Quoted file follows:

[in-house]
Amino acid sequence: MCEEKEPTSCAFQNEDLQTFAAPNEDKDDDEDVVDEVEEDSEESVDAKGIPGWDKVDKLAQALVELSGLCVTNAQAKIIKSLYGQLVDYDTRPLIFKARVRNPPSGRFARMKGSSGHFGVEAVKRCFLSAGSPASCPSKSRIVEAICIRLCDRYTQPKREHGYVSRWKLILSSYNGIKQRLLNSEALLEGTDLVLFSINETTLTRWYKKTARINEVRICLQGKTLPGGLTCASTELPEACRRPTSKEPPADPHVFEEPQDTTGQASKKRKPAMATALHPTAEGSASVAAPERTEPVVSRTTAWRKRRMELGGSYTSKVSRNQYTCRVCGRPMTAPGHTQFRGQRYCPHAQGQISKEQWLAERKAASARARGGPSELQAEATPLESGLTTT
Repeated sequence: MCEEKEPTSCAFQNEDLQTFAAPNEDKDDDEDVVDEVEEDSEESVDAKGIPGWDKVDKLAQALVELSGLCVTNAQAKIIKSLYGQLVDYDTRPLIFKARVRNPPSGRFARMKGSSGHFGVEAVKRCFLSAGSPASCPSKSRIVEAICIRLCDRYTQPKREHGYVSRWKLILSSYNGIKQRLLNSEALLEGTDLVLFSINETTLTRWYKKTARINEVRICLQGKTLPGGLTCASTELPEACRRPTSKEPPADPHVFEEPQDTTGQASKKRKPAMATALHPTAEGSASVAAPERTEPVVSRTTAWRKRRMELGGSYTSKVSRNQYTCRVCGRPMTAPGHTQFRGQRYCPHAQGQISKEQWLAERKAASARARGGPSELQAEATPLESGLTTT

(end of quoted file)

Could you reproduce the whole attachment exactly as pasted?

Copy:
[in-house]
Amino acid sequence: MCEEKEPTSCAFQNEDLQTFAAPNEDKDDDEDVVDEVEEDSEESVDAKGIPGWDKVDKLAQALVELSGLCVTNAQAKIIKSLYGQLVDYDTRPLIFKARVRNPPSGRFARMKGSSGHFGVEAVKRCFLSAGSPASCPSKSRIVEAICIRLCDRYTQPKREHGYVSRWKLILSSYNGIKQRLLNSEALLEGTDLVLFSINETTLTRWYKKTARINEVRICLQGKTLPGGLTCASTELPEACRRPTSKEPPADPHVFEEPQDTTGQASKKRKPAMATALHPTAEGSASVAAPERTEPVVSRTTAWRKRRMELGGSYTSKVSRNQYTCRVCGRPMTAPGHTQFRGQRYCPHAQGQISKEQWLAERKAASARARGGPSELQAEATPLESGLTTT
Repeated sequence: MCEEKEPTSCAFQNEDLQTFAAPNEDKDDDEDVVDEVEEDSEESVDAKGIPGWDKVDKLAQALVELSGLCVTNAQAKIIKSLYGQLVDYDTRPLIFKARVRNPPSGRFARMKGSSGHFGVEAVKRCFLSAGSPASCPSKSRIVEAICIRLCDRYTQPKREHGYVSRWKLILSSYNGIKQRLLNSEALLEGTDLVLFSINETTLTRWYKKTARINEVRICLQGKTLPGGLTCASTELPEACRRPTSKEPPADPHVFEEPQDTTGQASKKRKPAMATALHPTAEGSASVAAPERTEPVVSRTTAWRKRRMELGGSYTSKVSRNQYTCRVCGRPMTAPGHTQFRGQRYCPHAQGQISKEQWLAERKAASARARGGPSELQAEATPLESGLTTT